mode &&~~ VEDCMODE_GRAPHIC -> mode;
                ;;; Assumes that the other modes accumulate when sent
                ;;; out, ie the only way to turn one off is to turn
                ;;; them all off (this is the vt100 behaviour).
                if diff &&~~ mode /== 0 then
                    ;;; clearing some modes -- must clear them all first
                    returnif(mode == 0)
                    ;;; only setting new ones
                    diff -> mode
                if mode &&/=_0 VEDCMODE_BOLD then
                if mode &&/=_0 VEDCMODE_ALTFONT then
                    if vvedscreencharaltfont == nullstring then
                        mode || VEDCMODE_UNDERLINE -> mode
                if mode &&/=_0 VEDCMODE_UNDERLINE then
                if mode &&/=_0 VEDCMODE_HIGHLIGHT then
                if mode &&/=_0 VEDCMODE_BLINK then

vedscreengraphtrans(char) -> (outchar, graphic)     [procedure variable]
        This procedure  is  called  by  vedscreenoutput  to  perform  an
        appropriate translation for Ved standard graphics characters.

        It takes  a character  char  in the  range  16:81 -  16:9D,  and
        returns two  results: the  character  outchar to  output,  and a
        boolean graphic saying whether graphics mode should be turned on
        for outchar  (i.e. whether  VEDCMODE_GRAPHIC  should be  set  in

        See Ved  Standard Graphics  Characters in  REF * VEDPROCS  for a
        description of the graphics characters, and Backslash in Strings
        & Character Constants  in REF * ITEMISE for  a complete list  of
        their characters codes.

        The default value  of vedscreengraphtrans is  a procedure  which
        translates  all   graphics  characters   to  ordinary   printing
        characters (as described in REF * VEDPROCS); this default  value
        can also be assigned by calling vednographics.

        There are two  standard procedures  for converting  to vt52  and
        vt100 graphics codes respectively: vedvt100screengraphtrans  and
        vedvt52screengraphtrans (see  above). The  default procedure  is

            define vars vedscreengraphtrans(char);
                lvars char, c;
                ;;;                123456789ABCDEF0123456789ABCD
                lconstant trans = '---|---|---|||+o#.___________';
                subscrs(char-16:80, trans) -> c;
                ;;; 2nd result false means not graphics mode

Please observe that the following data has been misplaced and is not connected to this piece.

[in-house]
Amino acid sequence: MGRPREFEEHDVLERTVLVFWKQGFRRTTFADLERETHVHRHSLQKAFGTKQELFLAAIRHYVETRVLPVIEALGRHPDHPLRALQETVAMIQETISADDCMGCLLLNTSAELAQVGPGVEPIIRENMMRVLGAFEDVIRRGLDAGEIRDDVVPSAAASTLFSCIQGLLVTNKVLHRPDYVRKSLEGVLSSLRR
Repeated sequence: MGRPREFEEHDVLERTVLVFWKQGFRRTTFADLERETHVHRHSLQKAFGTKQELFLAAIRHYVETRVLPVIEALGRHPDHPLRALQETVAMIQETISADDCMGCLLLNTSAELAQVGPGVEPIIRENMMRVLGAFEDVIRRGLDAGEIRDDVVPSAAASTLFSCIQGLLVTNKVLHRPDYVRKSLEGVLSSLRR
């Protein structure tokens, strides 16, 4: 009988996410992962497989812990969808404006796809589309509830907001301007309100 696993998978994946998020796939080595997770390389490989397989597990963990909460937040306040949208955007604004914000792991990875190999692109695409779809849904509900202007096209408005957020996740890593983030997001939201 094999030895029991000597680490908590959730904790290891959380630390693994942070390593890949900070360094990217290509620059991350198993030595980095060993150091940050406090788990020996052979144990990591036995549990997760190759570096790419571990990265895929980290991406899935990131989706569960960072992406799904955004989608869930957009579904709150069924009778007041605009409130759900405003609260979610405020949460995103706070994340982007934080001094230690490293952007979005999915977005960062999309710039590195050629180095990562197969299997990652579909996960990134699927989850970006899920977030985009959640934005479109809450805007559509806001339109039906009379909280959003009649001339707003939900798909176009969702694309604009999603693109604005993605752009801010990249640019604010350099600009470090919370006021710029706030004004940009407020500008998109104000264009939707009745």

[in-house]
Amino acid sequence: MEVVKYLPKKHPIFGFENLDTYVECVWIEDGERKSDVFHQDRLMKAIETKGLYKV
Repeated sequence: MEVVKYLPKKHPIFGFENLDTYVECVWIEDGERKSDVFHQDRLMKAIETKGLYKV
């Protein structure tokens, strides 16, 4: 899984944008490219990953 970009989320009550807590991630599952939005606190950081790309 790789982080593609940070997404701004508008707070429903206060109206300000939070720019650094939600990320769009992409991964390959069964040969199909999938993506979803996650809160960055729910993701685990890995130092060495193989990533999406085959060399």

if c == `_` then char else c endif, false

        If a  new  translation  procedure  needs  to  be  written  for a
        particular terminal, note that currently,  not all of the  range
        16:81  -  16:9D  is  actually  used  by  the  standard  graphics
        characters; the existing procedures simply do no translation for
        the unused codes.

vedscreencursoron -> char_or_false          [(variable) active variable]
char_or_false -> vedscreencursoron
        Where possible, this  active variable provides  for turning  the
        text cursor on and off, and for displaying different cursors.

        char_or_false may  be  a character-with-attributes  (similar  to
        vedscreenoutput), or false. If a character, the updater sets the
        cursor to correspond to that character; if false, the cursor  is
        turned off. The base procedure returns the current setting.

        The ASCII characters Ved assumes may be available for  different
        cursors are as follows:

            Char    Description
            ----    -----------
            `O`     Rectangular block
            `_`     Underscore
            `I`     I-beam
            `^`     Carat
            `\s`    Invisible

        The attributes part of the character is as for vedscreencharmode
        above, except  that  Ved  assumes  only  the  colour  and  blink
        attributes may actually have any effect.

        The default vedscreencursoron just remembers the value  assigned
        to it  and  returns  that  when  accessed,  but  otherwise  does

4  Mappings from Keyboard to Ved Functions

The initial mapping from key presses to editor functions is built in  to
Ved, but  corresponds  to  that set  by  the  procedure  veddefaultkeys:
running this procedure at any time  will reset all key bindings back  to
their  initial  state.  The   default  key  map   is  as  described   in
HELP * VEDKEYS. This  mapping was  introduced  in Poplog  Version  14.5;
anyone wishing to restore the mapping used prior to that version can  do
so by placing at the start of their 'vedinit.p' file the two lines:

        vedoldkeys -> veddefaultkeys;

The first line  restores the old  key map immediately;  the second  line
ensures that  any  program  which  needs to  re-set  the  keyboard  will
continue to use the old map.

veddefaultkeys()                                    [procedure variable]
        Restores the key map to some initial state.  User-assignable, it
        defaults to vednewkeys.